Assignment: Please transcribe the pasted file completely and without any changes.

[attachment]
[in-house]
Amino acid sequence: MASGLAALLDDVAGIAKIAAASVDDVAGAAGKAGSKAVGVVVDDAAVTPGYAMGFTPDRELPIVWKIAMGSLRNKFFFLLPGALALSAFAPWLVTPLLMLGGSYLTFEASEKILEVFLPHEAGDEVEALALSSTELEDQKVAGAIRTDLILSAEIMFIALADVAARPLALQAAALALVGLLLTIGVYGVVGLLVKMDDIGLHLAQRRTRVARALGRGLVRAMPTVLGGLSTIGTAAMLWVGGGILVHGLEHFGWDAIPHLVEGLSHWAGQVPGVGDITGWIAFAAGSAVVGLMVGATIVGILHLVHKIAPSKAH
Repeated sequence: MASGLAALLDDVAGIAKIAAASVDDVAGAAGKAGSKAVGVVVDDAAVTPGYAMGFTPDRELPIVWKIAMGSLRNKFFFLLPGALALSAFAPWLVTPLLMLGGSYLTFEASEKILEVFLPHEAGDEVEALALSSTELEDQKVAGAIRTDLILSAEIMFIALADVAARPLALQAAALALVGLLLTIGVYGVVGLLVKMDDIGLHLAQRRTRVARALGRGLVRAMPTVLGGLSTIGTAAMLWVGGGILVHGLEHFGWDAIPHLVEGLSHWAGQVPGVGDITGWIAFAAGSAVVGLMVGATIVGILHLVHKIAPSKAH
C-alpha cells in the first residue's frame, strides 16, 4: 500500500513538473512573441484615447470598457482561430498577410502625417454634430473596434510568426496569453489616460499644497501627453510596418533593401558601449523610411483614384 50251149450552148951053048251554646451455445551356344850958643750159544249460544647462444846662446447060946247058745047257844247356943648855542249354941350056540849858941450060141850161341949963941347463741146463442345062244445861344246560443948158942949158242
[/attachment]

[in-house]
Amino acid sequence: MASGLAALLDDVAGIAKIAAASVDDVAGAAGKAGSKAVGVVVDDAAVTPGYAMGFTPDRELPIVWKIAMGSLRNKFFFLLPGALALSAFAPWLVTPLLMLGGSYLTFEASEKILEVFLPHEAGDEVEALALSSTELEDQKVAGAIRTDLILSAEIMFIALADVAARPLALQAAALALVGLLLTIGVYGVVGLLVKMDDIGLHLAQRRTRVARALGRGLVRAMPTVLGGLSTIGTAAMLWVGGGILVHGLEHFGWDAIPHLVEGLSHWAGQVPGVGDITGWIAFAAGSAVVGLMVGATIVGILHLVHKIAPSKAH
Repeated sequence: MASGLAALLDDVAGIAKIAAASVDDVAGAAGKAGSKAVGVVVDDAAVTPGYAMGFTPDRELPIVWKIAMGSLRNKFFFLLPGALALSAFAPWLVTPLLMLGGSYLTFEASEKILEVFLPHEAGDEVEALALSSTELEDQKVAGAIRTDLILSAEIMFIALADVAARPLALQAAALALVGLLLTIGVYGVVGLLVKMDDIGLHLAQRRTRVARALGRGLVRAMPTVLGGLSTIGTAAMLWVGGGILVHGLEHFGWDAIPHLVEGLSHWAGQVPGVGDITGWIAFAAGSAVVGLMVGATIVGILHLVHKIAPSKAH
C-alpha cells in the first residue's frame, strides 16, 4: 500500500513538473512573441484615447470598457482561430498577410502625417454634430473596434510568426496569453489616460499644497501627453510596418533593401558601449523610411483614384 50251149450552148951053048251554646451455445551356344850958643750159544249460544647462444846662446447060946247058745047257844247356943648855542249354941350056540849858941450060141850161341949963941347463741146463442345062244445861344246560443948158942949158242